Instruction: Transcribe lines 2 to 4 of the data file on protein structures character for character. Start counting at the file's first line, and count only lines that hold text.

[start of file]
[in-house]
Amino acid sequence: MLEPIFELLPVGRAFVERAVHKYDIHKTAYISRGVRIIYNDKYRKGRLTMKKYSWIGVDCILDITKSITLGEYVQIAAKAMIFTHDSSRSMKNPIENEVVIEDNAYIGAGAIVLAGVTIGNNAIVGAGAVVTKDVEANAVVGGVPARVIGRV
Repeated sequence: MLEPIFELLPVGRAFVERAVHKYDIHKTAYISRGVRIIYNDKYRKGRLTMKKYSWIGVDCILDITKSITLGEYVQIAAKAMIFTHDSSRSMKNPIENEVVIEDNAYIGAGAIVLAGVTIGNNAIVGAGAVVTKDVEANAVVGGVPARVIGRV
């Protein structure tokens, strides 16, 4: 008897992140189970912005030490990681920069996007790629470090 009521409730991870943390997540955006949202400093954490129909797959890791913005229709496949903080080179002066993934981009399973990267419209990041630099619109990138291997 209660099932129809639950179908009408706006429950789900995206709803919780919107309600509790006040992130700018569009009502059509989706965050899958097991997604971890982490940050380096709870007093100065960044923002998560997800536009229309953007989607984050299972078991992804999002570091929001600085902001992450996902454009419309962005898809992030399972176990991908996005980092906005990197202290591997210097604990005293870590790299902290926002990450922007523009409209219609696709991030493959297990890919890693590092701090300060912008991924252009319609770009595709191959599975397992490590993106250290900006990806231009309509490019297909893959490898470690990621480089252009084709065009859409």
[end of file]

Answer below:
Amino acid sequence: MLEPIFELLPVGRAFVERAVHKYDIHKTAYISRGVRIIYNDKYRKGRLTMKKYSWIGVDCILDITKSITLGEYVQIAAKAMIFTHDSSRSMKNPIENEVVIEDNAYIGAGAIVLAGVTIGNNAIVGAGAVVTKDVEANAVVGGVPARVIGRV
Repeated sequence: MLEPIFELLPVGRAFVERAVHKYDIHKTAYISRGVRIIYNDKYRKGRLTMKKYSWIGVDCILDITKSITLGEYVQIAAKAMIFTHDSSRSMKNPIENEVVIEDNAYIGAGAIVLAGVTIGNNAIVGAGAVVTKDVEANAVVGGVPARVIGRV
């Protein structure tokens, strides 16, 4: 008897992140189970912005030490990681920069996007790629470090 009521409730991870943390997540955006949202400093954490129909797959890791913005229709496949903080080179002066993934981009399973990267419209990041630099619109990138291997 209660099932129809639950179908009408706006429950789900995206709803919780919107309600509790006040992130700018569009009502059509989706965050899958097991997604971890982490940050380096709870007093100065960044923002998560997800536009229309953007989607984050299972078991992804999002570091929001600085902001992450996902454009419309962005898809992030399972176990991908996005980092906005990197202290591997210097604990005293870590790299902290926002990450922007523009409209219609696709991030493959297990890919890693590092701090300060912008991924252009319609770009595709191959599975397992490590993106250290900006990806231009309509490019297909893959490898470690990621480089252009084709065009859409």